68 A Guide to Incorporating Maintenance Costs into a Transportation Asset Management Plan Defining Required Competencies Assigning personnel is a key component to work planning to ensure that crews have the skills required to perform their duties. Agencies rely on human resource specialists to define the knowledge, skills, and abilities (KSAs) required for each personnel classification. These specialists use a variety of resources to determine the required competencies for everyone to successfully perform assigned responsibilities. This area is especially important for maintenance planning since training and skill development are such important parts of a maintenance career. Agencies compare applicants’ skills to the required KSAs during the hiring process. In today’s environment, many agencies face significant challenges in recruiting and retaining a workforce that has the skills needed; and this is especially true in DOT maintenance divisions. NCHRP Project 02-25, “Workforce 2030—Attracting, Retaining, and Developing the Transportation Workforce: Design, Construction, and Maintenance” developed a roadmap of proven strategies for attracting, retaining, and developing an adequate workforce that includes qualified main- tenance workers (Cronin et al. 2022). Private contractors face similar challenges in finding a skilled and qualified workforce, so recent efforts in both private and governmental agencies have focused on skill development. Maintenance Competencies A maintenance work program uses the competencies defined for each activity to determine whether adequate staff are available to conduct the planned activities. Competencies may not be easy to define. For instance, ditch maintenance requires workers who can operate several different pieces of equipment including a motor grader, truck excavator, loader, and hauling equipment. Each of these pieces of equipment requires different capabilities. Additional com- petencies to complete the work include supervision, compliance with environmental standards, material disposal, erosion control, permit application, and reseeding. Depending on the labor pool, some skills and abilities may be required of entry-level employees, while other skills and abilities may be acquired through formal or on-the-job training delivered throughout the Example: TDOT’s Coordination Between Maintenance, Safety, and Operations Staff TDOT developed a strategic approach that integrates maintenance and safety needs with preservation and rehabilitation. This integrated strategic approach coordinates activities between different programs and delivery mechanisms to avoid timing conflicts between different projects at the same location. Specifically, TDOT established a process to coordinate maintenance paving with culvert replacements to avoid cuts in recently resurfaced pavements to replace culverts. This coordination is important as culvert work introduces additional pavement joints that can allow water intrusion and accelerate pavement deterioration. The coordination efforts also help ensure that culvert maintenance work is not performed shortly before a reconstruction project, as a reconstruction project would likely result in culvert replacement or realignment due to changes in the roadway alignment. The integrated strategic approach hinges on improved communications between maintenance, safety, and operations staff to better coordinate asset treatment and safety activities. To enhance communications, TDOT formed a Pavement Management Section at the central office and established a pavement manager in each region to oversee coordination at the district level. One of the project managers’ key responsibilities is to inform district safety managers about pavement work activity so that the safety work can be planned with pavement work in mind. TDOT wants to standardize this approach statewide in an equitable and manageable fashion. Therefore, the current process uses common tools like GIS and Excel spreadsheets that are easy for people to digest and use to communicate work activities. To support the regions, TDOT provides data to aid in the project prioritization process while giving the regions the responsibility to assign maintenance priorities. The integrated strategic approach will make more effective use of TDOT's resources and further improve the approach's effectiveness. TDOT is currently migrating data into a shared GIS platform (GeoPortal) to support the approach.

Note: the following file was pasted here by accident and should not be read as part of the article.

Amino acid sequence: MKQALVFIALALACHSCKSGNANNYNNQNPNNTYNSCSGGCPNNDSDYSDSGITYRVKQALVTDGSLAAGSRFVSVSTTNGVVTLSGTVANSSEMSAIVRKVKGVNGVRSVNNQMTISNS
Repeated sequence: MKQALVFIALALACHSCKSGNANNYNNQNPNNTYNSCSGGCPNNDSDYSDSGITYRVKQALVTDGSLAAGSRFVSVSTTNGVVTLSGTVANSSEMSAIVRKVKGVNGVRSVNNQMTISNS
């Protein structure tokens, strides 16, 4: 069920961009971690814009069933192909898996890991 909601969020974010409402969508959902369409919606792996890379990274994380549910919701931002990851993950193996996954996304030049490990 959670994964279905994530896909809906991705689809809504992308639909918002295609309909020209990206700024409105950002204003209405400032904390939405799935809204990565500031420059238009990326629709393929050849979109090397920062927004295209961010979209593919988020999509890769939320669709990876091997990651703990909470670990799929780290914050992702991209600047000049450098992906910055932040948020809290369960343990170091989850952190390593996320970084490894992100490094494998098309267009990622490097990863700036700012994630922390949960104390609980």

Implementation and Continual Improvement 69   employee’s tenure. Higher-level skills may be required for candidates qualified to take the next position classification. Quantifying Required Competencies After the competencies are identified, they must be quantified to determine the impact on the maintenance program and to allow consideration of how best to complete the activities. As previously described, the quantity of work is based on the planned LOS for each family of assets. Using the ditch maintenance example, a 5-year maintenance schedule means that 1⁄5 of the ditches are treated each year. Using the daily production rate of an average-size crew and the identified competencies, agencies can estimate the labor, equipment, and material resources needed to implement the plan. Building Maintenance Crew Capabilities Most transportation agencies employ in-house maintenance staff to complete at least a portion of the maintenance work plan. Understanding the skill sets required for maintenance employees is paramount to determining how the work plan can be carried out and planning workforce strategies. Basic Skills Maintenance workers need a variety of skills depending on their job. Some jobs need a more refined skill set or knowledge than others. For example, the operator of specialized equipment needs different skills than a generalist. Basic maintenance skills demand that staff can drive heavy equipment; maintain a Commercial Driver’s License; operate a variety of loaders, excavators, and plows; use a variety of hand tools; and be capable of lifting heavy objects. Knowing available workforce skills is critical to work planning. Equipment Capabilities In addition to its staff, maintenance organizations must have adequate equipment to com- plete the activities. Scheduling equipment can be complicated since some equipment may be distributed to each maintenance shop, and others, like specialized equipment, may be centrally located. Agency equipment is often budgeted and purchased as a line item in an agency budget, owned by the agency in a central unit, and then rented by the maintenance organization as a way of allocating costs against the maintenance budget. It is important that the equipment provided be of sufficient capacity and availability so the maintenance crews can complete the work. The equipment must also be suited for the work planned, i.e., size and quantity. The agency has options since some maintenance activities are conducted at such a low frequency that the expense of owning and operating certain equipment is not a worthwhile expenditure. Agencies may elect to rent that equipment from a third-party vendor or hire the activity to be completed through another type of contract. Capacity The capacity of a crew to complete activities is also considered during maintenance work planning. Maintenance activities vary in terms of the number of employees necessary to com- plete the activities safely and efficiently. The recommended crew sizes are typically defined in an agency’s activity standards. Accurately capturing the level of effort, cost, and accomplish- ment provides the basis for determining maintenance activity costs needed for work.